Worker-Owner of Woke Foods
Co-op Academy Teaching Assistant at Green Worker Cooperatives
How did you get into this work?
What does ‘solidarity economy’ mean to you?
Solidarity economy means funneling money into local small businesses, prioritizing the ones owned by people of color, women, and queer and trans people. It means creating programs and funding opportunities for low-income people with low or no credit to either start cooperative businesses or upscale their small businesses without worrying about how they will survive and support their families. It also means understanding and holding the complexity that worker cooperatives create ways to be more equitable businesses but we are still operating under capitalism and not necessarily ending it.
What are the biggest challenges you face in this work?
The idea I mentioned above about creating funding for low-income people comes from my lived experience of struggling to manage Woke Foods because I did not have a home to live in, credit to apply for loans, or money saved up to invest in the business. I did, however, have the experience, skills, and grit.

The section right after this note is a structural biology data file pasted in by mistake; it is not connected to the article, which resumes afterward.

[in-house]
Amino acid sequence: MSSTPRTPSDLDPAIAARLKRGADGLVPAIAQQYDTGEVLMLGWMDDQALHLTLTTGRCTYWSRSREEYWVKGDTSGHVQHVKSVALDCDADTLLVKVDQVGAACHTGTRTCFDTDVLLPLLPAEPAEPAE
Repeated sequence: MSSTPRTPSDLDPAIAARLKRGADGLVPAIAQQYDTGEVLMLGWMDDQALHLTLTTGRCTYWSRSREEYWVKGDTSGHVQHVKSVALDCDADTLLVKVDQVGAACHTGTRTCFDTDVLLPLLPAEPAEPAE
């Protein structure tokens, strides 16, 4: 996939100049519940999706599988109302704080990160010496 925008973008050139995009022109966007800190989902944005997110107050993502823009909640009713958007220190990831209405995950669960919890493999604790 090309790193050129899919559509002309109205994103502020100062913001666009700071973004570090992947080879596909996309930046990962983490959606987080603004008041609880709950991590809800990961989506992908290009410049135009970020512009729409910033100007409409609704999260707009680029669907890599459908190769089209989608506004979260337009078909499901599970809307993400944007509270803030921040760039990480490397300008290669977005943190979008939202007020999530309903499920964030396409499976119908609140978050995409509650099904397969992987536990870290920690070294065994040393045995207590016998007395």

Why do you think it’s important for cooperatives to help other cooperatives?
Because we need to create an ecosystem for ourselves. Partnering with other coops is one of my favorite parts of the internal work that happens at Woke Foods. We bank at Neighborhood Trust Federal Credit Union and now Brooklyn Cooperative Federal Credit Union. We recently started to hire BK Packers to do our deliveries, which has been great! We are also talking with GreenFeen composting coop, to handle our food waste. Woke Foods is looking forward to creating more partnerships with other worker-owner cooperatives.
What is your ‘theory of change’?
Where can we find more information about the work you are doing in the future?
What is the best way for people to get involved and support your work?